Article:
Ecology

Associations

Plant / associate
fruitbody of Tephrocybe palustris is associated with Sphagnum

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Tephrocybe palustris

Tephrocybe palustris
View the Mycomorphbox template that generates the following list
Mycological characteristics
gills on hymenium

cap is conical

or flat

hymenium is adnate

or sinuate
stipe is bare
spore print is white
ecology is parasitic
edibility: unknown

Tephrocybe palustris is a species of fungus in the family Lyophyllaceae which parasitizes sphagnum moss. It was first described by Charles Horton Peck in 1872. It is commonly called the Sphagnum Greyling due to it being found in peat bogs and to its cap turning grey as it ages and dries.

Contents

Description

Tephrocybe palustris can be white pruinose when young and does not stain or bruise when crushed. It's flesh is thin, soft, and watery. The cap is 1 to 3 centimetres (0.39 to 1.2 in) in diameter, starting as conical or bell shape when young, expanding flat with a distinct umbo when older. It is smooth, striate, and hygrophanous; usually an olive-brown when moist, drying to a pale grey color. The white to grey gills are adnate or with a slight tooth. Subgills are often present creating a close to subdistant spacing. The stem is 2 to 10 centimetres (0.79 to 3.9 in) long and 1 to 5 mm (0.039 to 0.20 in) in diameter, equal and hollow. The coloring is usually lighter than the cap, being grey-brown or grey. The white to cream colored spores are 5.5 to 8.5 µm x 4 to 4.5 µm, elliptical, and smooth.[3][4]

Distribution and habitat

Grows in spring to early summer in cool Northern climates that support sphagnum. Found single to gregarious, often growing in bogs or ditches.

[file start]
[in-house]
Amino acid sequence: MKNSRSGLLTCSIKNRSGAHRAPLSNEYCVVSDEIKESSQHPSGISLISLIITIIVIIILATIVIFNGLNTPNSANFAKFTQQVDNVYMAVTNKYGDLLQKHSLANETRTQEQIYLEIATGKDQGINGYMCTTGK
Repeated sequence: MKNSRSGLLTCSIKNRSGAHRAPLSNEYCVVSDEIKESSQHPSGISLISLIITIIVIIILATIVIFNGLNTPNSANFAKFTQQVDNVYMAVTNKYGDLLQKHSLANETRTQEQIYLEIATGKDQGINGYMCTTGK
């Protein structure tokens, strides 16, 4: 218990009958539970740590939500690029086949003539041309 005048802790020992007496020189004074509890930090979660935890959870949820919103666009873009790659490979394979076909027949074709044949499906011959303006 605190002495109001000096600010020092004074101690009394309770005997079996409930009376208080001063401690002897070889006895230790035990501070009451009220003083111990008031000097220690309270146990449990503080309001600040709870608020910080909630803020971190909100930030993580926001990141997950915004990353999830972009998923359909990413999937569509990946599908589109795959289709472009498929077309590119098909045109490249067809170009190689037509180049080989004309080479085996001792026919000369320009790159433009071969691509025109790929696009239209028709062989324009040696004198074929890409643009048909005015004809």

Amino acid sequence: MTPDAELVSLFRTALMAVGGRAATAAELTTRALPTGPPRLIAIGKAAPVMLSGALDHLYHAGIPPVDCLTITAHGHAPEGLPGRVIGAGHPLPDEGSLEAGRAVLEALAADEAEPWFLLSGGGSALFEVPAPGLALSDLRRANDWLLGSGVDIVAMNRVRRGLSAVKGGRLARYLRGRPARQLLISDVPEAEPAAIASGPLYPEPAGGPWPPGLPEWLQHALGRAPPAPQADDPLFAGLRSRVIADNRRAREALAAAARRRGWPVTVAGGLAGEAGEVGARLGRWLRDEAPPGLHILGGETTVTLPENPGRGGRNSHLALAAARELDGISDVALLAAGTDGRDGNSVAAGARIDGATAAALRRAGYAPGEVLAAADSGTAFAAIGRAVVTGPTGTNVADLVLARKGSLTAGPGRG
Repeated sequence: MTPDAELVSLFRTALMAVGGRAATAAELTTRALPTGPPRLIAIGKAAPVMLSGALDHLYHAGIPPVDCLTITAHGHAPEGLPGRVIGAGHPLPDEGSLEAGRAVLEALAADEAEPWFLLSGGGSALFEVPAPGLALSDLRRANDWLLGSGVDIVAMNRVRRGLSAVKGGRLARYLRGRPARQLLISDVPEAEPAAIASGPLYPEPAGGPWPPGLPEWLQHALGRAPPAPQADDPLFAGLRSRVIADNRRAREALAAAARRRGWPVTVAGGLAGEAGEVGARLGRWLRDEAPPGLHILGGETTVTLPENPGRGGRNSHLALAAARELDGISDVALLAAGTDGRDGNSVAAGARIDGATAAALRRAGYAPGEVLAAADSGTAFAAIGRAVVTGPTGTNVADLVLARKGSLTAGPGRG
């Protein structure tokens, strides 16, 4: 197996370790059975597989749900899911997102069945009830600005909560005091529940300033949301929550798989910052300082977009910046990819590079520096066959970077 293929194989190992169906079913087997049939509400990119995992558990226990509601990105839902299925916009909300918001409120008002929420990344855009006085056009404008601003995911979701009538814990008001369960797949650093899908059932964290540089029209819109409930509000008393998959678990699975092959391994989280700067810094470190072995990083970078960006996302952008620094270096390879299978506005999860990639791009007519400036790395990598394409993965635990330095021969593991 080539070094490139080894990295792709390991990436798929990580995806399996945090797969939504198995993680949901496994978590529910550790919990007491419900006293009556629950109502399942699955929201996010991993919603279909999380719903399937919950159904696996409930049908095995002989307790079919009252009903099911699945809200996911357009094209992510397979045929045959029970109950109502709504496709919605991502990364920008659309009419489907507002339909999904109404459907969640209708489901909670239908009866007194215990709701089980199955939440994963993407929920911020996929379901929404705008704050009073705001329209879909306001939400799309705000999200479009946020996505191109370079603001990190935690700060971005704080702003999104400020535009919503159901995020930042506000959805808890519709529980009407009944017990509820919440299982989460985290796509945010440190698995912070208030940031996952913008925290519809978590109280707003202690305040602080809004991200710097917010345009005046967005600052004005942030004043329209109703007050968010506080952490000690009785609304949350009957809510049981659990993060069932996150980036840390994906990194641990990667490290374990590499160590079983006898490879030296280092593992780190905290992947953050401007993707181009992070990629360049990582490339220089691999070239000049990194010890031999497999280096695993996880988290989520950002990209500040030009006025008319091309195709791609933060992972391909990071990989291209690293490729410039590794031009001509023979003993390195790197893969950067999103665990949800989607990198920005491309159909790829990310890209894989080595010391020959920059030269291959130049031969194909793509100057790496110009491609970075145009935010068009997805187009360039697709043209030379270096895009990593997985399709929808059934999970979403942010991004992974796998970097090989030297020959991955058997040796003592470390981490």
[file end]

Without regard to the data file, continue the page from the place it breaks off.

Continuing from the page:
Edibility

Unknown, possibly poisonous. Odor and taste is flavorless or farinaceous.

Parasitism

Tephrocybe palustris parasitizes living sphagnum mosses by forming penetration pegs through hyphae pressure. At the tips of these pegs pectinases are produced to digest the lamella between leaf cells which facilitates entry into both hyaline and chlorophyllous cells. The result is a deterioration of the protoplast and necrosis of the cells. The rate of parasitic expansion is theorized to be related to the amount of available nitrogen in the host and parasite mediums.[5]

References

  1. ^ "Tephrocybe palustris (Peck) Donk 1962". Encyclopedia of Life. http://www.eol.org/pages/195011. Retrieved 15 May 2011.
  2. ^ "Collybia palustris (Peck) A.H. Sm. 1936". MycoBank. http://www.mycobank.org/MycoTaxo.aspx?Link=T&Rec=273419. Retrieved 16 May 2011.
  3. ^ Gibson, Ian. "LYOPHYLLUM and Allies in the Pacific Northwest". Pacific Northwest Key Council. http://www.svims.ca/council/Lyophy.htm. Retrieved 17 May 2011.
  4. ^ "Lyophyllum palustre". Rogers Mushrooms. http://www.rogersmushrooms.com/gallery/DisplayBlock~bid~5826~gid~~source~gallerydefault.asp. Retrieved 15 May 2011.
  5. ^ Davey ML, Currah RS: Interactions between mosses (Bryophyta) and fungi. Can J Bot 2006, 84:1509-1519
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